The Atlanta BeltLine’s role as landholder and development suitor is continuing in a major way on the city’s southside.
BeltLine officials announced today they’ve purchased 13.7 acres of vacant land along the BeltLine’s Southside Trail at 356 University Avenue. The expanse of overgrown embankments and concrete is located immediately west of Pittsburgh Yards, an adaptive-reuse jobs hub that began coming online during the COVID-19 pandemic.
BeltLine leaders say the land will be used for development that continues its quest to build affordable housing, jobs centers, and more affordable commercial opportunities at sites along the eventual 22-mile, multipurpose loop. The land was purchased from AECF Atlanta Realty LLC—a subsidiary of the Annie E. Casey Foundation, a philanthropic organization that manages Pittsburgh Yards. The deal was financed with a loan from SouthState Bank, per the BeltLine.
After purchasing the Pittsburgh property, which is visible from the downtown Connector, the BeltLine says it has tripled its landholdings around the loop in the past three years. Other sites with tall redevelopment ambitions include nearby Murphy Crossing, two properties in Grove Park, and a 2.6-acre site near Lindbergh.
So what’s next in Pittsburgh? BeltLine leaders say a community engagement process will be held to determine the best and most equitable uses for the nearly 14-acre site, with a goal of creating housing, jobs, and business spaces for locals. Casey Foundation officials are expected to take part in that process by serving on a stakeholder advisory committee, alongside nearby residents.
“After incorporating the desires and vision of adjacent residents and local businesses into the plans,” reads the BeltLine’s announcement today, “the BeltLine will issue a Request for Proposals to invite developers to submit proposals to redevelop the site.”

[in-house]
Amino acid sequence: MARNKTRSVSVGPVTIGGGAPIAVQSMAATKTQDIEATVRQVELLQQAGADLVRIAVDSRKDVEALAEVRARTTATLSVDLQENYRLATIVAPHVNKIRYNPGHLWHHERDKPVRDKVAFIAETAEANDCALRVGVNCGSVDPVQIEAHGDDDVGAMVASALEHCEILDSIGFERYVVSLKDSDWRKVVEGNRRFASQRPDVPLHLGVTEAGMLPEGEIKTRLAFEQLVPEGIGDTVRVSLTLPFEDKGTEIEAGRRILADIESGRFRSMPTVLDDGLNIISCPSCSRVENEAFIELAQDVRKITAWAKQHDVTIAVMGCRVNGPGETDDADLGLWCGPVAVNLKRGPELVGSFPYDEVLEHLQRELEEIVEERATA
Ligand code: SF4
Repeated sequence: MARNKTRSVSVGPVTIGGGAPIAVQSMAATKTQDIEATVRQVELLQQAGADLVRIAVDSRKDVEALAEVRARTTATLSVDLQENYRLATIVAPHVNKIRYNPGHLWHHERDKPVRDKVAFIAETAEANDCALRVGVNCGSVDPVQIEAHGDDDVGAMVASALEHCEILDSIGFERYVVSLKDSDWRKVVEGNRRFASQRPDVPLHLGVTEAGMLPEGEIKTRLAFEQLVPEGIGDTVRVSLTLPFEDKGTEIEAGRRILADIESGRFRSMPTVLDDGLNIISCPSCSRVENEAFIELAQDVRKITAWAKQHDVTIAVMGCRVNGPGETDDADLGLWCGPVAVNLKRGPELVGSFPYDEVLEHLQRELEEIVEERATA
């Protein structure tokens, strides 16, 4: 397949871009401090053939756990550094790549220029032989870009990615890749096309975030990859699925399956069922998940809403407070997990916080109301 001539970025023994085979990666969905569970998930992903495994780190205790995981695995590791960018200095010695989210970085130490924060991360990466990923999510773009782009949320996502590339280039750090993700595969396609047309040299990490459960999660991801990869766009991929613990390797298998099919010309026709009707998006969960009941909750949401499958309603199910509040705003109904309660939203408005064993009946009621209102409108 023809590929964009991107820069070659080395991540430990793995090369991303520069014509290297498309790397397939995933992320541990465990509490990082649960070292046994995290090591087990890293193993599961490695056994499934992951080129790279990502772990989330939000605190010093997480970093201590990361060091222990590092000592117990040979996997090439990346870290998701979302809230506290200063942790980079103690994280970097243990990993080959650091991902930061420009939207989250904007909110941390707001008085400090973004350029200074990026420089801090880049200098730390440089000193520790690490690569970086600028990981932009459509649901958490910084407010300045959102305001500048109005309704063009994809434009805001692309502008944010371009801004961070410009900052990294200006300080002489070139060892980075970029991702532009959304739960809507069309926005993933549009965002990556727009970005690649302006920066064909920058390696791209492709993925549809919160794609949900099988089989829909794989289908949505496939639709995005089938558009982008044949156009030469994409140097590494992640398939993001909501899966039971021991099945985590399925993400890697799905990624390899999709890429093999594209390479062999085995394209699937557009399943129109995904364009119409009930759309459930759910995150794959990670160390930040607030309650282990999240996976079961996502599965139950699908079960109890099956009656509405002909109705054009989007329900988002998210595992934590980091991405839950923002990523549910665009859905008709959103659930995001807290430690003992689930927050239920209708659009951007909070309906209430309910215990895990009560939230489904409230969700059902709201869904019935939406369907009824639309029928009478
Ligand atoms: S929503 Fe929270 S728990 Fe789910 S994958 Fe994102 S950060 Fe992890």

The timeline for the community meetings is TBD.
Clyde Higgs, Atlanta BeltLine president and CEO, called the land purchase a “catalytic opportunity” for bringing equitable development to neighborhoods that have historically been disinvested.
“Purchasing this parcel,” Higgs said in a prepared statement, “is another step [the BeltLine] is taking in our focus on righting historic wrongs that have left residents and communities behind in the face of city-wide growth.”
As reported on these pages in February, Pittsburgh Yards is also aiming to redevelop 5 acres of “plug and play” sites next to its current buildings. The goal is to attract organizations capable of creating up to 1,000 more jobs at Pittsburgh Yards on those parcels.
The 31-acre Pittsburgh Yards, a project led by the Casey Foundation, is unique among BeltLine-bordering developments in that it’s geared toward benefiting the surrounding communities with jobs and programming. Pittsburgh Yards’ Nia Building, a former trucking terminal, includes 101 office suites today, plus an amphitheater, apartments, conference spaces, and other facets. A new onsite food and retail component called the Container Courtyard was expected to open beside the BeltLine last spring but has yet to materialize.
BeltLine officials reiterated their stated goal today that, by the end of 2024, 80 percent of the trail loop with be either finished or under construction.
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